So this was the first Shavuot that I can remember staying up until sunrise to do something that involves enriching my brain. Well, at least not coming home to birds’ singing, drunk and ready to pass out; I was coming home sober and quite intrigued, ready to pass out.
I went to two lectures, one was called “Reflecting on the Success of Jewish Feminism: What’s left for the Next Generation?” given at Merkaz Hamagshamim by three women, Dina Pinner, an Educator/Writer, Hannah Estrin, a Conservative educator, and Haviva Ner-David, Post-Denominational Rabbi. The other was “Sulha or Mediation: How did/should Rabbis Reconcile Conflicts?” by Rabbi Daniel Roth at the Pardes Institute.
I’m not a feminist, but that first talk seemed more interesting than what Pardes was offering for the first half of the evening. It was. I didn’t agree with everything, but that’s ok. It gave me one interesting perspective that I took away more than any other: One of the most religious people I know is a – well I don’t know if she uses the word Conservative – Egal girl I went to university with. Say what you want about women reading from the Torah or donning kipot, but the fact is, this girl is way more religious than I am, and I consider myself a “lazy modern Orthodox.” I don’t feel the need to wear extra garments allotted to men (hell, I don’t even know if I’ll cover my hair, which I’m sorta supposed to do, never mind men’s stuff). Still, I could be more into it. But living in Israel has made more lazy about my religious practice, as the general standard here is traditionally Orthodox, even if you’re not actively practicing, that’s what you’d be if you were (referring to non-Anglos, of course).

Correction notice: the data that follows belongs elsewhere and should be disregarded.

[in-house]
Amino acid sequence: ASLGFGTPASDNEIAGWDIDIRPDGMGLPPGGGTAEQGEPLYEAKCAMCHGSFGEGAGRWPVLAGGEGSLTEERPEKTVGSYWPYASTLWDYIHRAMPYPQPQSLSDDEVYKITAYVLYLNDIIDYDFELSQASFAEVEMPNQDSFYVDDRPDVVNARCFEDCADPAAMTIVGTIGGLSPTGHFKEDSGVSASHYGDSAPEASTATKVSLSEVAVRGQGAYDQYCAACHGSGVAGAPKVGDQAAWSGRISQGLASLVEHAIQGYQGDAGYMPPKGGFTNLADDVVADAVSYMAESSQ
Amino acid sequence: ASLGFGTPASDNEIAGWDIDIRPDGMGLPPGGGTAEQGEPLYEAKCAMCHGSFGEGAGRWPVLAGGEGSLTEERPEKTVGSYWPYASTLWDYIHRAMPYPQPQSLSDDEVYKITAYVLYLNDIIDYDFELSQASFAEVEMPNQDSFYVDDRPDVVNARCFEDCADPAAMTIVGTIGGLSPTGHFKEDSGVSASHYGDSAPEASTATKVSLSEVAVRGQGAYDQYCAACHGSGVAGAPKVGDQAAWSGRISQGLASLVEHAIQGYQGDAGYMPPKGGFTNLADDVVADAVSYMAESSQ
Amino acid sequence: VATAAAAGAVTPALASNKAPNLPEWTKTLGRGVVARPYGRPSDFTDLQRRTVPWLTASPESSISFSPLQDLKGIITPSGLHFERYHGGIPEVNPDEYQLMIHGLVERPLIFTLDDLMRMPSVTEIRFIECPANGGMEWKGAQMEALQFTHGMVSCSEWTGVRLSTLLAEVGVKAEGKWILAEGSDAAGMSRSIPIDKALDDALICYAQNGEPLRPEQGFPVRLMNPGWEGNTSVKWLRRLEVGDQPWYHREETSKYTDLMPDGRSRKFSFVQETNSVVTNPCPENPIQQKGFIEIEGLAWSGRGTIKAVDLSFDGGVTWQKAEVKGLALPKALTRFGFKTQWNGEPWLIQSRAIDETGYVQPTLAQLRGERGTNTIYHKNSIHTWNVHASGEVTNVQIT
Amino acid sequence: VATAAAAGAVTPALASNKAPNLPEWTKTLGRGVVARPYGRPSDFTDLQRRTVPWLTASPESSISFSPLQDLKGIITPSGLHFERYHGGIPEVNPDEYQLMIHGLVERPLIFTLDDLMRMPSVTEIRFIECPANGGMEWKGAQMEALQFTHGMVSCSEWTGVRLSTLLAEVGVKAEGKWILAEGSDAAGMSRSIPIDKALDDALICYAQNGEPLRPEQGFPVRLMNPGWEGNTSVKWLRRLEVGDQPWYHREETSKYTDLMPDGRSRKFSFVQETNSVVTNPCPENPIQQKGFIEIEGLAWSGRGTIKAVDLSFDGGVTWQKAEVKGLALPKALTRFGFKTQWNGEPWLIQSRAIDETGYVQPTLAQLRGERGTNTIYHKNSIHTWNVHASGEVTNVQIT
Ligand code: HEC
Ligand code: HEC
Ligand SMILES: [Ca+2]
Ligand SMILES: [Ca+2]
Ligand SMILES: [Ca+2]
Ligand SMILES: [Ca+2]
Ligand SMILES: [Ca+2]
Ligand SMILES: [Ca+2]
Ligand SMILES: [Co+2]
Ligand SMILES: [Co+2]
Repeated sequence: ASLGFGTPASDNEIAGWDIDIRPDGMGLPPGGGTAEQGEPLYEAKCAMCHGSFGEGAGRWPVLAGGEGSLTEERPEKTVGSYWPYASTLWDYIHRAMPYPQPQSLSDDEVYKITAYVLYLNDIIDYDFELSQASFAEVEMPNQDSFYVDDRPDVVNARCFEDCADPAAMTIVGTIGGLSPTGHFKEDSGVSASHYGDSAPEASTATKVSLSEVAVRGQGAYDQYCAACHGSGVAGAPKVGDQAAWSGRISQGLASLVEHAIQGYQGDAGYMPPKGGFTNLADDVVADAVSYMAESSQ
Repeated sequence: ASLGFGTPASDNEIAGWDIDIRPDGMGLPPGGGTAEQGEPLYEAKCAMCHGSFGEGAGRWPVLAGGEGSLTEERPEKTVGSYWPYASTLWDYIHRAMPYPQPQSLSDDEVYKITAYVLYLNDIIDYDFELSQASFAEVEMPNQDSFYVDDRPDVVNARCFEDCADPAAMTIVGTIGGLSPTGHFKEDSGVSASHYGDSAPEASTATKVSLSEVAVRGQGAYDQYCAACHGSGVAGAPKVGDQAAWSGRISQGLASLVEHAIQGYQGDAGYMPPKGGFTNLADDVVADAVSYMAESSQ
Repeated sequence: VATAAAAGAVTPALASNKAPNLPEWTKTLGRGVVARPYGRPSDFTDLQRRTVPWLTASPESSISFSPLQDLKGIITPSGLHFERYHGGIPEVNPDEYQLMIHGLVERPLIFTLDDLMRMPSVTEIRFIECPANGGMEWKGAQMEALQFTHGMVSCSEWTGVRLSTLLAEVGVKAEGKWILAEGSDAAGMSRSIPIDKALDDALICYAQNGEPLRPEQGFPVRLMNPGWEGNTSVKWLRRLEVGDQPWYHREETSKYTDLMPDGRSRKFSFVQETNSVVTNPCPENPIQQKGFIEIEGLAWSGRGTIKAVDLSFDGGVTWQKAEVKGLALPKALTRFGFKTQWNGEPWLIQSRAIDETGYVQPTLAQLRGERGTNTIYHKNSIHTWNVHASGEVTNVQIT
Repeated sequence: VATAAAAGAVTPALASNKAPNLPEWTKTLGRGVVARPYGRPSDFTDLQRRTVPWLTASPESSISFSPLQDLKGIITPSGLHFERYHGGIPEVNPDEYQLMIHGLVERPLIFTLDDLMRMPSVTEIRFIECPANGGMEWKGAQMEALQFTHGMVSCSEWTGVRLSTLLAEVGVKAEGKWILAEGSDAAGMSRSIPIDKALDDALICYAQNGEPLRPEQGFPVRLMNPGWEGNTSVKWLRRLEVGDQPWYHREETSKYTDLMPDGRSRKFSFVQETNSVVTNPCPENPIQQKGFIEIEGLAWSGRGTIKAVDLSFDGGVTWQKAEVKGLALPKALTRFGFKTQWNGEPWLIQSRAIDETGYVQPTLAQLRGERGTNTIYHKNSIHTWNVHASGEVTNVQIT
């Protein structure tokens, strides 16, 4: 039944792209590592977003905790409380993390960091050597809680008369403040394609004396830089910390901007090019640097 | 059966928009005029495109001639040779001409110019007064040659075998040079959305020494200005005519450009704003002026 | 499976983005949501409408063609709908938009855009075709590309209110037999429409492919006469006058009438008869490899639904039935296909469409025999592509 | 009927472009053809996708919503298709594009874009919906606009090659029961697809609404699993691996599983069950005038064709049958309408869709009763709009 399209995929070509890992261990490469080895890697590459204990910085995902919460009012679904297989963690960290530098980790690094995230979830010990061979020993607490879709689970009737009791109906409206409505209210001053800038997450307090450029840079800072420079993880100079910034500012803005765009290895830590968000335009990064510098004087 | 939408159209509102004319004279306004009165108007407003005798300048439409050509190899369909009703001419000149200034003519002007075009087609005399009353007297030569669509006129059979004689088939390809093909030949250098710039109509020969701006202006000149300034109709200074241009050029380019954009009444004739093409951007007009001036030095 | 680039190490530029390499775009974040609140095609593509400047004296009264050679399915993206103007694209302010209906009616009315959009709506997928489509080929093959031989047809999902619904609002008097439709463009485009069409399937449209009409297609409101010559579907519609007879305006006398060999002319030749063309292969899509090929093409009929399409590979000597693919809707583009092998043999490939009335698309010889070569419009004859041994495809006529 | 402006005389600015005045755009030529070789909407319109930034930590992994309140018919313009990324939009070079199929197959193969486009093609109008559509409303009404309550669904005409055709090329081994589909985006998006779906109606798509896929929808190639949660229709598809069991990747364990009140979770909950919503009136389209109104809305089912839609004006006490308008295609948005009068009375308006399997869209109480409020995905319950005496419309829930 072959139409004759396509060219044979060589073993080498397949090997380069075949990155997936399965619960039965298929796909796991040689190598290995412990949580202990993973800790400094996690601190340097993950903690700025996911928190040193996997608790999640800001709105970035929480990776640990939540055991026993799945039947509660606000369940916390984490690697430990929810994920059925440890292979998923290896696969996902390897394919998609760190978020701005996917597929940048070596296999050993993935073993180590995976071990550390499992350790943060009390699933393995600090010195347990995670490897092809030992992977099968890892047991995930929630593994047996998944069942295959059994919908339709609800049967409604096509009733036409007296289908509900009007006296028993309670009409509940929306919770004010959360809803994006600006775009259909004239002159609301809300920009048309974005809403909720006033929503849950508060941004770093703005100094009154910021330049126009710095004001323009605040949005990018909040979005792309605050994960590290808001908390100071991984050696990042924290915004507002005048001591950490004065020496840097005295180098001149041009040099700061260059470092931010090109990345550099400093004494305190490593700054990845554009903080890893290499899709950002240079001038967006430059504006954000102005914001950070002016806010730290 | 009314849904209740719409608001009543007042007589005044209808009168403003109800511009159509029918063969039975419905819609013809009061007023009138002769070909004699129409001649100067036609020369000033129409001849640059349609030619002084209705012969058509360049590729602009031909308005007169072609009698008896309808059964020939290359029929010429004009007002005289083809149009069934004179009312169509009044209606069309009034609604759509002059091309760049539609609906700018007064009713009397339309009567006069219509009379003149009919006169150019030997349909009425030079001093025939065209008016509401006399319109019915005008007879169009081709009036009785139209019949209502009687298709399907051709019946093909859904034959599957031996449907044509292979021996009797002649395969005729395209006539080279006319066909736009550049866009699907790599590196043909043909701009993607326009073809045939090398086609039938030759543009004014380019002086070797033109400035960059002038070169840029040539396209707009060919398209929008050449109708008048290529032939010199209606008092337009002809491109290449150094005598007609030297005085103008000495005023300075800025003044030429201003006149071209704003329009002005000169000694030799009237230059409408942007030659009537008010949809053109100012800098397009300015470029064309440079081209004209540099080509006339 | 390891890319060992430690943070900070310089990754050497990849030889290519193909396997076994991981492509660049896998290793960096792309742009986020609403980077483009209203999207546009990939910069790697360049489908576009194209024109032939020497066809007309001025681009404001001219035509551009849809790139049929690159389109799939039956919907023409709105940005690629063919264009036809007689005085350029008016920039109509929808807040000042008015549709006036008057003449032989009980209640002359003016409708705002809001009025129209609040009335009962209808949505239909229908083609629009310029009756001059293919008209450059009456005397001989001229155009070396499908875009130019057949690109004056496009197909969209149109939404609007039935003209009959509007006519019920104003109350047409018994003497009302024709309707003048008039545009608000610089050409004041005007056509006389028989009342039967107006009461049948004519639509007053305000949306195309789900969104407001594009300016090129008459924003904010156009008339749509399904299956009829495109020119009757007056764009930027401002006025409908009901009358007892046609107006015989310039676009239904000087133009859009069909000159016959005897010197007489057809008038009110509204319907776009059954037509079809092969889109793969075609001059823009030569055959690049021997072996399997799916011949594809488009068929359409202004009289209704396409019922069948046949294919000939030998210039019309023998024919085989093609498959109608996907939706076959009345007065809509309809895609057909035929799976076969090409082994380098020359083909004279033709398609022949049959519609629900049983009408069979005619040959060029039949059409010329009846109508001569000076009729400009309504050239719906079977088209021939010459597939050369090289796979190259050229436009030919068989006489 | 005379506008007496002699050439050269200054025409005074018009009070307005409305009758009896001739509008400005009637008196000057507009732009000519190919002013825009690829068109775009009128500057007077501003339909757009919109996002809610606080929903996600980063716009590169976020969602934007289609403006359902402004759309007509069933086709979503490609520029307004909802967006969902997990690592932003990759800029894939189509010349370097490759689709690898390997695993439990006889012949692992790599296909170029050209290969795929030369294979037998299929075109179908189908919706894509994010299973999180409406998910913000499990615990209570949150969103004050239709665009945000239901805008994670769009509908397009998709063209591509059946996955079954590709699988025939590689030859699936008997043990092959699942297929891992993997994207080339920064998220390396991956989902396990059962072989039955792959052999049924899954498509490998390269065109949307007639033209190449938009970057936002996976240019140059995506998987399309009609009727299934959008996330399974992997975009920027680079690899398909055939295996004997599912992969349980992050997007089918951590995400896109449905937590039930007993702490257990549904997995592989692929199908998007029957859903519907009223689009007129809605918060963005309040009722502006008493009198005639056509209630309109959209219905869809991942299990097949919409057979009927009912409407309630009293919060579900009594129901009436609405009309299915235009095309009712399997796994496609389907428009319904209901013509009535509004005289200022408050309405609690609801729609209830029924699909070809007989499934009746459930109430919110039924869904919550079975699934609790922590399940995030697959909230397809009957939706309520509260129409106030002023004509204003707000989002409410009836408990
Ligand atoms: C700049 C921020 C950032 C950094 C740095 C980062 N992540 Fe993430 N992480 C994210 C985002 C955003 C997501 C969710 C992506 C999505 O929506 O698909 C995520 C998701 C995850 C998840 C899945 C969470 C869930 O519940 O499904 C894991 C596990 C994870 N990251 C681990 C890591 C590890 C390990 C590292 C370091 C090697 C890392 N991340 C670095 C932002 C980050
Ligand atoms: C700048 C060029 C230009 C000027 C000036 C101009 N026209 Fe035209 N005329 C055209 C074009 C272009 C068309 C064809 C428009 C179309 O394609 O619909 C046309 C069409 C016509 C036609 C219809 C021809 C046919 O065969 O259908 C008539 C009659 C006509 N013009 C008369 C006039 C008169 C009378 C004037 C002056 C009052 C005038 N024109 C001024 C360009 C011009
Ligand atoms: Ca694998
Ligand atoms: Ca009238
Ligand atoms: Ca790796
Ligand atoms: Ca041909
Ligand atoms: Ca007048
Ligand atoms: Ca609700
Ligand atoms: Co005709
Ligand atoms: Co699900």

The second talk obviously appealed to me, my impending degree and all. I’m glad I stayed up until 4 am for that one. It even turns out the lecturer knew me by name somehow, oddly enough. We discussed 4 cases in Jewish history (mainly Talmud-era history) where there were conflicts among Jews, mainly high-up there community Ravs and lower students. This lecturer’s feeling is that their method of conflict resolution was completely off, and perhaps Judaism – at least traditional Judaism – is not equipped with effective reconciliation tools, which he claims is a mixture of Western, modern methods and Traditional Arab/Islamic techniques. I’m not going to post it all here, but it was definitely something I’ll be thinking more about in my studies.
Ok, so I didn’t spend the night learning Torah. But that was a mind-enriching experience I haven’t had in awhile, which is actually sad, because I’m a graduate student and should be more engaged in my studies.